How Will YouTube’s New Verification Rules Impact Local Content Creators

Farai Mudzingwa Avatar

YouTube recently changed the way verification on their platform works and it’s not clear whether these new rules will favour or affect local YouTubers.

Previously YouTube verified creators with more than 100 000k subscribers but all this is coming to an end. At some point in October, creators will only be verified if they have “a clear need” to prove their authenticity.

The new verification will look at the following aspects:

  • whether a channel really belongs to the creator, artist, public figure or company it claims to represent;
  • whether the channel represents a well-known or highly searched creator, artist, public figure or company;
  • whether it’s a popular channel that has a very similar name to many other channels

It’s not clear if this will be handled by an algorithm or whether human intervention will be necessary when verifying but a number of local YouTubers including musicians (Winky D) and comedians (Madam Boss, BUSTOP TV) who had significant followings might not get verification badges even after passing that milestone.

Is it important?

At the time of writing YouTube verification was not necessarily a big deal as it wasn’t in your face (as it is on Twitter) but YouTube is saying once it rolls out the changes the verification button will be more prominent. Whether that changes the perception of subscribers and gives verified channels an edge is yet to be seen but I personally doubt it.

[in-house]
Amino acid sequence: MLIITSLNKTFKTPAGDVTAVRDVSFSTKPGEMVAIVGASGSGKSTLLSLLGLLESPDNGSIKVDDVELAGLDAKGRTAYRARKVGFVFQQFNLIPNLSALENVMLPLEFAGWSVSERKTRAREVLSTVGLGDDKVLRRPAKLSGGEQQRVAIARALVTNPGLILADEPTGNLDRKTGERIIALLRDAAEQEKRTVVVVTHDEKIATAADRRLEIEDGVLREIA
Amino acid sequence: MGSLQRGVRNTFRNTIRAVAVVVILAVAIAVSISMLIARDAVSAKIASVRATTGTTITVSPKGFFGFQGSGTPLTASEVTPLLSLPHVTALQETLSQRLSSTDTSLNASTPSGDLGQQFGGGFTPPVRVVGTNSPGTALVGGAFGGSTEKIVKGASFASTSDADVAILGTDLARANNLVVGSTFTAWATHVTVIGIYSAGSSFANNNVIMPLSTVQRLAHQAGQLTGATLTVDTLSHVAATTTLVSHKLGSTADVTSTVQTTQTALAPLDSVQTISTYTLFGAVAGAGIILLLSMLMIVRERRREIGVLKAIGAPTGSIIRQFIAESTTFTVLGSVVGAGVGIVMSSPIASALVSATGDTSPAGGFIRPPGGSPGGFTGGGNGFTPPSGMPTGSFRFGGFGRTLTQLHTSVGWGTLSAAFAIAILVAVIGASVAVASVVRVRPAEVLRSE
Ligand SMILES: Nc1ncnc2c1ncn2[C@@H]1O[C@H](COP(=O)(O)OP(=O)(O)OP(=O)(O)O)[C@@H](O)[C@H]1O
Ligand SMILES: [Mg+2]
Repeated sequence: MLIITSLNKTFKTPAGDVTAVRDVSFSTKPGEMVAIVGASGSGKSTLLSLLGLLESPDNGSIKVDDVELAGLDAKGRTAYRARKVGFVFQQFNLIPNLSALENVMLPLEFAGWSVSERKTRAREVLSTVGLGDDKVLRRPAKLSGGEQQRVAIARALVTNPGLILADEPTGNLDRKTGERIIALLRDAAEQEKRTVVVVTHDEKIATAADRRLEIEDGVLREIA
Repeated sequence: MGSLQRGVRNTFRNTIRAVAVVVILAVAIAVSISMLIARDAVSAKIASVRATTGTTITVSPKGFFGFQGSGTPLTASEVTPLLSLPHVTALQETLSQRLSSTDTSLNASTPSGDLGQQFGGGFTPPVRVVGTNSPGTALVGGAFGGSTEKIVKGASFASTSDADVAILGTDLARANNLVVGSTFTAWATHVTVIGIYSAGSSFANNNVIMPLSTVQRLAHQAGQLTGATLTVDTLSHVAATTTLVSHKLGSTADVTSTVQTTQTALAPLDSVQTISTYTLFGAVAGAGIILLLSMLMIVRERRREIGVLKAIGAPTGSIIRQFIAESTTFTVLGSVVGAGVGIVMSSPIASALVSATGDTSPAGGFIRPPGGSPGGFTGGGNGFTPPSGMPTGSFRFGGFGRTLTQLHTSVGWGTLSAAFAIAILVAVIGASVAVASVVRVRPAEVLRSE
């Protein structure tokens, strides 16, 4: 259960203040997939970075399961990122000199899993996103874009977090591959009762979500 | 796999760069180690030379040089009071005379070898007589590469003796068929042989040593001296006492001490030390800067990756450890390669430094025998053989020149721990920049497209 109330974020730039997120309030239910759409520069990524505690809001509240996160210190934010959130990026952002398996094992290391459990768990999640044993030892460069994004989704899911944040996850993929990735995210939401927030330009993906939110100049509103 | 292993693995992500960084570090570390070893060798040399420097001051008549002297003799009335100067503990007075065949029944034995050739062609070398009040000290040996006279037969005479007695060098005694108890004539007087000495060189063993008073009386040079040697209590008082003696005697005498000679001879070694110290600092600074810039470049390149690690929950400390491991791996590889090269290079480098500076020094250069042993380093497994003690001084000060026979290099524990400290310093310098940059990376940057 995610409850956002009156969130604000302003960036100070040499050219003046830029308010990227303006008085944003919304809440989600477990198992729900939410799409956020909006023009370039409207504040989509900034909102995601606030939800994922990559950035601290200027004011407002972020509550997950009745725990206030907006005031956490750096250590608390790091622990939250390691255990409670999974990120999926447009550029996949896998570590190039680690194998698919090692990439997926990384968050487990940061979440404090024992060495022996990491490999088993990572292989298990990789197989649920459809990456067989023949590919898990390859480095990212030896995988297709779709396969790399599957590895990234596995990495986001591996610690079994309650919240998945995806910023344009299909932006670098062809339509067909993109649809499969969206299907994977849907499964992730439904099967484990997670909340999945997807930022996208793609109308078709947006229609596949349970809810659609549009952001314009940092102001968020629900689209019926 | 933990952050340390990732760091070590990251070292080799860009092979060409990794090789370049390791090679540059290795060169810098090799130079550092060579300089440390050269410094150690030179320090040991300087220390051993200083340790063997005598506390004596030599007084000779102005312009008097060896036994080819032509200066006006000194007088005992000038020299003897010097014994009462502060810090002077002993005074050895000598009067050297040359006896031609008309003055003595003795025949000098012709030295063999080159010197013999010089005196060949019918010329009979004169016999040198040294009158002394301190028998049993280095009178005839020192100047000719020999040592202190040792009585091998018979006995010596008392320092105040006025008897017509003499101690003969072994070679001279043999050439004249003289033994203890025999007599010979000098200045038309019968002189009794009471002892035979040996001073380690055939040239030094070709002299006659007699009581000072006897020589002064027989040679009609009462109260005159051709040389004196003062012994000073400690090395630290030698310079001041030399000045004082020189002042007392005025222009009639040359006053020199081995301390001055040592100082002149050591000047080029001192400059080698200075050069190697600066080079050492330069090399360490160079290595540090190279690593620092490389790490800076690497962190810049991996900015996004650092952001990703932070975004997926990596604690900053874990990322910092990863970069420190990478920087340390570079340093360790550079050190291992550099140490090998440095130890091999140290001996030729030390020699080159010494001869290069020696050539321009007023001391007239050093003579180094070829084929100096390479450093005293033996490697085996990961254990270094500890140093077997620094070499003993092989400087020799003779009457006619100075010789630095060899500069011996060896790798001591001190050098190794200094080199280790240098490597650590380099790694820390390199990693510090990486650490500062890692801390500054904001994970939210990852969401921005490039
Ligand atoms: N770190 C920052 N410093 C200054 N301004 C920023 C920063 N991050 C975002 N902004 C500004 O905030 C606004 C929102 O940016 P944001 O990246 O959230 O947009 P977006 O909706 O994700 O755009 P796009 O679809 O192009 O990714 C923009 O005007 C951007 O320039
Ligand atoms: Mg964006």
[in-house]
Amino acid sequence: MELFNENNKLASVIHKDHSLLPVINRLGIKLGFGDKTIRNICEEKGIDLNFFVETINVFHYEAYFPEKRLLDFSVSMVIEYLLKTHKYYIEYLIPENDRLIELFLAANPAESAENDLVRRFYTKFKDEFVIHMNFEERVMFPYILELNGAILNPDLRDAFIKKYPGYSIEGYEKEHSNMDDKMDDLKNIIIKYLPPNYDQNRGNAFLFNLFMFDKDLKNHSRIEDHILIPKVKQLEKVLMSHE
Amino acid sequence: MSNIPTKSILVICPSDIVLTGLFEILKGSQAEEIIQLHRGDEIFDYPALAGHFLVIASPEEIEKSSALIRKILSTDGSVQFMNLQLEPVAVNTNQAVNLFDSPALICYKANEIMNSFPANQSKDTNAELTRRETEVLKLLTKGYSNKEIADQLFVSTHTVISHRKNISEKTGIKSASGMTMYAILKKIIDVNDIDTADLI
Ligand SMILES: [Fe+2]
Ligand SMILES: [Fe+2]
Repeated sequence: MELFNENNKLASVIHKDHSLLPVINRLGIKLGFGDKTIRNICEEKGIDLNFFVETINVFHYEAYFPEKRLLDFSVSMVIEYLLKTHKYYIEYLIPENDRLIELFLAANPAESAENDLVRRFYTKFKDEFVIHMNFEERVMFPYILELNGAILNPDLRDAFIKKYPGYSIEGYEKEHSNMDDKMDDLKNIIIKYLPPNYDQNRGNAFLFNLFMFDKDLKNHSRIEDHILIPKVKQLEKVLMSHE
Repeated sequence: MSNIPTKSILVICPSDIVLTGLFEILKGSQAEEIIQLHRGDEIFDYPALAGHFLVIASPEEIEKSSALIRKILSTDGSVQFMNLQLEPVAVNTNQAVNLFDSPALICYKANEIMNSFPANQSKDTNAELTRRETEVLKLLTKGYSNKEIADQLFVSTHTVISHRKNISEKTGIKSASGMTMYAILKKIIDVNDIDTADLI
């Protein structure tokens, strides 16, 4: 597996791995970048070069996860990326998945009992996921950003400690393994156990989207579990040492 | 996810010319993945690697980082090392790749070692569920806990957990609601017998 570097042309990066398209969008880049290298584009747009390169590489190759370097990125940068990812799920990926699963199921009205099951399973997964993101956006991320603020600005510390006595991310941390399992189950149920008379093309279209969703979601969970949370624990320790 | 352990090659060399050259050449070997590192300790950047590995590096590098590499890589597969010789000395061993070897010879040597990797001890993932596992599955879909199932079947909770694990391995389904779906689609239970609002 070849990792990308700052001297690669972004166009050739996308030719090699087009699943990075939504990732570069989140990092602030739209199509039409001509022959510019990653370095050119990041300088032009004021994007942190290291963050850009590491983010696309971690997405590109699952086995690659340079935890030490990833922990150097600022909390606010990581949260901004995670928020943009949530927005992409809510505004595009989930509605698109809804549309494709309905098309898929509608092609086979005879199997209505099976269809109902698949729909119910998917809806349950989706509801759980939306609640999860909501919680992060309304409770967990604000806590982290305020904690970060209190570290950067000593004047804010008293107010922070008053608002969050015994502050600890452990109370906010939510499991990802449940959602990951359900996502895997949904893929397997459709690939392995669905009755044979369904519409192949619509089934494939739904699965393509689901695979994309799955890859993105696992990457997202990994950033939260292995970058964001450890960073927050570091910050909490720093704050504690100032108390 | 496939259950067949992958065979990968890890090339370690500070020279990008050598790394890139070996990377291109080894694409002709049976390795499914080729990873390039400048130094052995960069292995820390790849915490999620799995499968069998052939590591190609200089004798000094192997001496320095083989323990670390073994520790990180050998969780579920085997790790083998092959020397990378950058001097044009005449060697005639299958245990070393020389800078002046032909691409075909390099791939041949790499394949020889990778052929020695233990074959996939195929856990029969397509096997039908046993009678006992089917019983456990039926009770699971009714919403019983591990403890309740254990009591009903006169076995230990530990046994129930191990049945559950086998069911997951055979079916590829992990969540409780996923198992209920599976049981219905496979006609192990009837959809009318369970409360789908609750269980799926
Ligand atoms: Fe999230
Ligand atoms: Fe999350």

One aspect that I saw being discussed by content creators was the impact of this on networking. Previous verification rules made it easier to network because messages and comments from verified users were more prominent from those sent from non-verified users. It’s not clear whether or not these creators will get verified and thus reaching out via comments or a message to collaborate will become harder than before.

Fortunately, verification will not affect monetization otherwise YouTubers would probably be up in arms at these already frustrating changes.

Could be good news…

Inversely this could also mean that these channels and local creators don’t have to strive to reach 100k subscribers – to get verified which is great when you consider that there are fewer people using the internet in Zimbabwe than in America and having creators judged on the same metrics might not be ideal.

Also read, Global Report: There Are 1.2 Million Zimbabweans On Social Media

What’s your take?

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